Are you using YouTube for family history to watch documentaries about your ancestors’ lives and times? It’s instant family history movie time. Just add popcorn!
After learning last year that my great-grandfather survived the horrific Johnstown flood of 1889, I wanted to learn all I could about it. The flood claimed the lives of thousands of people within hours. It was considered the worst man-made disaster to date in the U.S.
My first stop was YouTube. In her book, The Genealogist’s Google Toolbox, Lisa taught me to use YouTube to find historical footage that might include my ancestors (click here to watch my first amazing find). So why not look for a documentary there?
As it turns out, leading biographer David McCullough narrated an award-winning documentary on the Johnstown flood. It’s an older film, based on his book The Johnstown Flood (which I also read). And yes, it’s on YouTube. I watched the whole thing.
True, I didn’t find my 16-year old great-grandfather’s name or face popping up on the screen. But I learned more than words could ever convey–and more than words ever DID convey in my family. Apparently, my relatives who survived it would never talk about the flood. Now I know why.
You can find free documentaries on YouTube for all kinds of family history-related topics:
- Other natural disasters include this stunning before-and-after footage of the 1906 San Francisco earthquake.
- History, such as the hour-long Faith and Fate, the story of Jews in the 20th century;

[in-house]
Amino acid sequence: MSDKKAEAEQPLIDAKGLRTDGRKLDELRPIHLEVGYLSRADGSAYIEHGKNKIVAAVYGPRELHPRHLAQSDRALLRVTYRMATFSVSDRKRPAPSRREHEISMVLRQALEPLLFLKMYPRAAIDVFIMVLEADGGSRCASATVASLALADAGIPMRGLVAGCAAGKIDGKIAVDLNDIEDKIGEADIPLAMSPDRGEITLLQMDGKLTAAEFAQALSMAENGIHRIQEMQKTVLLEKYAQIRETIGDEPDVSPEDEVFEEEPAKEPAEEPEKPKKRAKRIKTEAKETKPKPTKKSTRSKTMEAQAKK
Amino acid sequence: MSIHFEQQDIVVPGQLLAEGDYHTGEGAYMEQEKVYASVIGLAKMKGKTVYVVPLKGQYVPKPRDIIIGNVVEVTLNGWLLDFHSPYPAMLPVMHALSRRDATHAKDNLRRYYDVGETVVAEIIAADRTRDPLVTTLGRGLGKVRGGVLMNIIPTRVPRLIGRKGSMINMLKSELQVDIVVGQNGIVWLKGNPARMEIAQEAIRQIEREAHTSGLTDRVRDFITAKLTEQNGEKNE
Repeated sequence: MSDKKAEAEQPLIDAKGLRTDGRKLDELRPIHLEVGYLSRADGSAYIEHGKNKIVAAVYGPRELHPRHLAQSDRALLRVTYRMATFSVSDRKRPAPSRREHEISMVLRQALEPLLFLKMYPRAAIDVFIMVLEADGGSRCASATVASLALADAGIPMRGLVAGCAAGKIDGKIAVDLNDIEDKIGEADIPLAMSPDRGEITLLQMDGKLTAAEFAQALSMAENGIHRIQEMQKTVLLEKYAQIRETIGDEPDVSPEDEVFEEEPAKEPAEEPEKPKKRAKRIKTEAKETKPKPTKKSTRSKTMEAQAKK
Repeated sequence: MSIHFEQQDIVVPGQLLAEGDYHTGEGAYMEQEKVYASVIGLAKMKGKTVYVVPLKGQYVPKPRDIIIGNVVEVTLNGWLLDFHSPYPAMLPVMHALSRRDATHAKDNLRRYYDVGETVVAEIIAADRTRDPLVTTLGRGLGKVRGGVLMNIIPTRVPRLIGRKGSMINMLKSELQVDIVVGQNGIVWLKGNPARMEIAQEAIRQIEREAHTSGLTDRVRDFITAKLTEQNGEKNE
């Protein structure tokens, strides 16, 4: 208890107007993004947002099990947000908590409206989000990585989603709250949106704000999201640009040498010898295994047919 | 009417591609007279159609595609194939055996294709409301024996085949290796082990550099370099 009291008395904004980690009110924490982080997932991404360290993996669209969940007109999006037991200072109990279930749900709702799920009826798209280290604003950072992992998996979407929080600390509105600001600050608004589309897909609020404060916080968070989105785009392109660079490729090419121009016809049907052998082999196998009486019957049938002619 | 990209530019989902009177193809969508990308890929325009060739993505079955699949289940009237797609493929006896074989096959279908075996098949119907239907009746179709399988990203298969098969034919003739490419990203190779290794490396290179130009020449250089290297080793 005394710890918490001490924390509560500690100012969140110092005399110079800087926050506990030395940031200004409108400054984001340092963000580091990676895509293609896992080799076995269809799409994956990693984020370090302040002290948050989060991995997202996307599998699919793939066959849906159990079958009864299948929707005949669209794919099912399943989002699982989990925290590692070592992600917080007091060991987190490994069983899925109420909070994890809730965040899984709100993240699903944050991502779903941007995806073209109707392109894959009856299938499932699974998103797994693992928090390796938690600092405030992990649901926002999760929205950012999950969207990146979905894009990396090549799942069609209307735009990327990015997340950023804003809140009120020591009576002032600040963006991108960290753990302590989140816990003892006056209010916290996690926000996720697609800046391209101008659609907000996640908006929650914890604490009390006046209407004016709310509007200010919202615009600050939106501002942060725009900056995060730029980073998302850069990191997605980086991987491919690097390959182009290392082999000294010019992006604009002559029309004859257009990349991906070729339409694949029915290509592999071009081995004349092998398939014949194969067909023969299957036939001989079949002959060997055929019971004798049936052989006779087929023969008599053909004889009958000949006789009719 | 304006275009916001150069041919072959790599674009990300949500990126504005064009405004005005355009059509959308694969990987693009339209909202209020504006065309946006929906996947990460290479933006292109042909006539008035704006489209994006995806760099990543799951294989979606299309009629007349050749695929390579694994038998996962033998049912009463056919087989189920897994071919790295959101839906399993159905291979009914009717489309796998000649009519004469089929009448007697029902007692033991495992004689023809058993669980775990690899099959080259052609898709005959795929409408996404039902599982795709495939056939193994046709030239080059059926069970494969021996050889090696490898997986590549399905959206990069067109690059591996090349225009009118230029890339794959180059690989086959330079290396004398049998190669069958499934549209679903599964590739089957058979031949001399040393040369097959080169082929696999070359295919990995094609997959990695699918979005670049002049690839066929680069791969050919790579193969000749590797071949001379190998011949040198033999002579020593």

- This film on the Canadian Pacific Railway, which might apply to your railroad-working ancestors or to your forebears who traveled that route;
- Immigration through Ellis Island, an award-winning 28-minute documentary; or
- an epic migration tale, such as Bound for Botany Bay, about Australia’s First Fleet.
Looking for something different? Enter search terms in your YouTube browser like “documentary” and the name of a place, ethnic group or immigrant group.
Of course, YouTube isn’t the only place to find documentaries. The ones below are made by nonprofit organizations like public television stations. Click to order them or ask your local library if they can order them through inter-library loan.
- Appalachia: A History of Mountains and People, voted Best Video of the Year by the American Library Association;
- Doing As They Can: Slave Life in the American South;
- Five Points: New York’s Irish Working Class in the 1850s;
- Heaven Will Protect the Working Girl: Immigrant Women in the Turn-of-the-Century City
- The Eastern Europeans;
- Paesani, The Story of Italian Culture in America;
- The Irish: Two Nations, One Heart;
- The Germans from Russia: Children of the Steppe, Children of the Prairie and Prairie Crosses, Prairie Voices: Iron Crosses of the Great Plains
More YouTube for Family History Gems
Find Your Family History in the 1950s (Historical Film Footage Tips)